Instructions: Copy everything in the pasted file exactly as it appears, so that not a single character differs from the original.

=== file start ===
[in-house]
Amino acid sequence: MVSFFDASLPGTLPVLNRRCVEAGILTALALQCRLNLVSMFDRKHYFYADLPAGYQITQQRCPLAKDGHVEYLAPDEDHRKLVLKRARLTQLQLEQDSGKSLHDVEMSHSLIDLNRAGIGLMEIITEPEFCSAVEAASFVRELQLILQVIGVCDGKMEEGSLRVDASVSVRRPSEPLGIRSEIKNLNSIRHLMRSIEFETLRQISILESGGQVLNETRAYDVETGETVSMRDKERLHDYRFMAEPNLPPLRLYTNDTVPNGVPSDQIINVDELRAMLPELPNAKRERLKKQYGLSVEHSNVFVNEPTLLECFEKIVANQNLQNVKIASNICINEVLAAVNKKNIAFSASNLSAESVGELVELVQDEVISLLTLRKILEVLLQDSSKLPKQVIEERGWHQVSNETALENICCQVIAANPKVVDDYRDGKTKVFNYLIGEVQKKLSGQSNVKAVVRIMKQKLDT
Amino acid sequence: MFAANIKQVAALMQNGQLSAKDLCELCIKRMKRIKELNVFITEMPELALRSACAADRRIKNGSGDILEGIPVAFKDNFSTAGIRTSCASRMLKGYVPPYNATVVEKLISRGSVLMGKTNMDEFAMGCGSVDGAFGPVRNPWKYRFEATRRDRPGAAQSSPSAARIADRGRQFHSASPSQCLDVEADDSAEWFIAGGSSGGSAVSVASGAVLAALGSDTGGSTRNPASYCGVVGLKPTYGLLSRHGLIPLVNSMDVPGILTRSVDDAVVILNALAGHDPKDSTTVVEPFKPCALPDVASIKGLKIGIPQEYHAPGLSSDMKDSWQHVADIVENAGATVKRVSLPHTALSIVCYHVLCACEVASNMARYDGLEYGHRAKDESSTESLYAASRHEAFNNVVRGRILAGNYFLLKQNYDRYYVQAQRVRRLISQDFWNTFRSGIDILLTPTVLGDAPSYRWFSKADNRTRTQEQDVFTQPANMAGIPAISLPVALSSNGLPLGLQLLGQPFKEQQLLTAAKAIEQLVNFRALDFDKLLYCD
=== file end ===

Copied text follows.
[in-house]
Amino acid sequence: MVSFFDASLPGTLPVLNRRCVEAGILTALALQCRLNLVSMFDRKHYFYADLPAGYQITQQRCPLAKDGHVEYLAPDEDHRKLVLKRARLTQLQLEQDSGKSLHDVEMSHSLIDLNRAGIGLMEIITEPEFCSAVEAASFVRELQLILQVIGVCDGKMEEGSLRVDASVSVRRPSEPLGIRSEIKNLNSIRHLMRSIEFETLRQISILESGGQVLNETRAYDVETGETVSMRDKERLHDYRFMAEPNLPPLRLYTNDTVPNGVPSDQIINVDELRAMLPELPNAKRERLKKQYGLSVEHSNVFVNEPTLLECFEKIVANQNLQNVKIASNICINEVLAAVNKKNIAFSASNLSAESVGELVELVQDEVISLLTLRKILEVLLQDSSKLPKQVIEERGWHQVSNETALENICCQVIAANPKVVDDYRDGKTKVFNYLIGEVQKKLSGQSNVKAVVRIMKQKLDT
Amino acid sequence: MFAANIKQVAALMQNGQLSAKDLCELCIKRMKRIKELNVFITEMPELALRSACAADRRIKNGSGDILEGIPVAFKDNFSTAGIRTSCASRMLKGYVPPYNATVVEKLISRGSVLMGKTNMDEFAMGCGSVDGAFGPVRNPWKYRFEATRRDRPGAAQSSPSAARIADRGRQFHSASPSQCLDVEADDSAEWFIAGGSSGGSAVSVASGAVLAALGSDTGGSTRNPASYCGVVGLKPTYGLLSRHGLIPLVNSMDVPGILTRSVDDAVVILNALAGHDPKDSTTVVEPFKPCALPDVASIKGLKIGIPQEYHAPGLSSDMKDSWQHVADIVENAGATVKRVSLPHTALSIVCYHVLCACEVASNMARYDGLEYGHRAKDESSTESLYAASRHEAFNNVVRGRILAGNYFLLKQNYDRYYVQAQRVRRLISQDFWNTFRSGIDILLTPTVLGDAPSYRWFSKADNRTRTQEQDVFTQPANMAGIPAISLPVALSSNGLPLGLQLLGQPFKEQQLLTAAKAIEQLVNFRALDFDKLLYCD